Sun Chong Hong calls himself a casual bird observer rather than a birder – or even a birdwatcher. He claims that he is far from being a birder. He taught himself bird identification and always moves alone. That way he can give his full concentration on the targeted birds. He is more at home with his trusty compact superzoom camera than a pair of binoculars. With this he documents bird behaviour, his accounts always accompanied with video clips that incorporate audio recordings. In fact nearly all his observations include a video clip.
It was three years ago that Sun Chong Hong contributed his first post to the BESG LINK. It was about his encounter with a White-rumped Shama (Copsychus malabaricus) as he drove into the parking lot of his condomonium near Lower Peirce Road. He was new to birdwatching then, being familiar only with the common species around his living space, like the Zebra Dove (Geopelia striata), White-breasted Waterhen (Amaurornis phoenicurus) and White-throated Kingfisher (Halcyon smyrnensis).
A few weeks later he recollected his childhood experience of the missing chilli padi (Capsicum frutescens) from his garden. He solved the mystery when he saw a Yellow-vented Bulbul (Pycnonotus goiavier) swallowing the fiercely spicy fruit whole LINK. Could this have sowed his first interest in birds?
From then on, Chong Hong has been contributing his observations on bird behaviour regularly without fail – about two a month. And so far he has nearly 70 postings under his name.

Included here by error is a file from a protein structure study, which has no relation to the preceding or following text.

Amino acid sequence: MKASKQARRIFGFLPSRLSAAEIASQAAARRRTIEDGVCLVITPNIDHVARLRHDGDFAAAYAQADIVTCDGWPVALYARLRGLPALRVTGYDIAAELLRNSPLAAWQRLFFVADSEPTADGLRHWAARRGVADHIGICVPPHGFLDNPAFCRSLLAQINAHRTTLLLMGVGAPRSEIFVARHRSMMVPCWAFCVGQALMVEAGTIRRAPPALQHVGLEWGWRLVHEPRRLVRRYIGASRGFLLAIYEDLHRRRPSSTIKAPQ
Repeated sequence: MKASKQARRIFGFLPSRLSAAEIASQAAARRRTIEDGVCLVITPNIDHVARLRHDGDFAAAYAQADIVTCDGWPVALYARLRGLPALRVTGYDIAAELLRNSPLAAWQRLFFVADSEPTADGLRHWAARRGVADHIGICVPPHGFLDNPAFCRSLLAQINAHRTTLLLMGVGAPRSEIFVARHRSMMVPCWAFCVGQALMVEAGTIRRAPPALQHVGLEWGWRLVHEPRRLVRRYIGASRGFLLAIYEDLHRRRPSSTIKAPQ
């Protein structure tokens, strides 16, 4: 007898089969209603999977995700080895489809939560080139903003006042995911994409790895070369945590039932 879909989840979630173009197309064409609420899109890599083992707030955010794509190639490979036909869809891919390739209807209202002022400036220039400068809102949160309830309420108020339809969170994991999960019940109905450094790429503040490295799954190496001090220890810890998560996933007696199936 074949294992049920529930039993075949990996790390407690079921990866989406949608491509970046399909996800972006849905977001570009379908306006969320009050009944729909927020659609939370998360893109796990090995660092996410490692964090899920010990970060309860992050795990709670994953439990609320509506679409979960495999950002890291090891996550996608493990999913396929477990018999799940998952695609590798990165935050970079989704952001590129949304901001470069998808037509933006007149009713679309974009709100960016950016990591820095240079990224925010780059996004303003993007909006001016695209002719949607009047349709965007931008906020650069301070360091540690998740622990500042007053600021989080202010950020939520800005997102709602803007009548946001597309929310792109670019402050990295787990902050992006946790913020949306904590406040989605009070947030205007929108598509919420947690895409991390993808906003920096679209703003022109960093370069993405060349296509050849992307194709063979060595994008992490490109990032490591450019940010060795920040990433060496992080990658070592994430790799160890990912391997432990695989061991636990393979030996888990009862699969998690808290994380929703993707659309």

His initial contributions centered round his condominium: Rose-ringed Parakeet (Psittacula krameri) feasting on the fruits of the peacock flower (Caesalpinia pulcherrima) LINK; Coppersmith Barbet (Megalaima haemacephala) nesting LINK; and Javan Myna (Acridotheres javanicus) sipping nectar from flowers of African tulip (Spathodea campanulata) LINK.
Apparently the grounds of his condominium are luxuriantly landscaped and alive with wildlife. He need not go far to enjoy nature. He even encountered a confrontation between a Javan Myna and a Clouded Monitor Lizard (Varanus nebulosus) LINK. I am not aware of many birdwatchers documenting birds around their living spaces, as most prefer going into the wilderness to observe the less common species. But then the more common species tend to be the least studied.
However, this does not mean that Chong Hong remains within the grounds of his condo. He moves out to other urban areas, encountering Peregrine Falcon (Falco peregrinus) LINK and crows using clothes hangers as nesting materials LINK, among many others.
As far backs as July 2010 LINK and June 2011 LINK, we urged birdwatchers to take advantage of technology and make video clips when out in the field . After all, birdwatching should not stagnate with the use of cameras alone. Besides capturing more details of bird behaviour, video clips allow for subsequent scrutiny when crucial details can emerge, missed in the field or during initial viewings. In June 2011 we made another appeal in favour of videography as costs of equipment became affordable.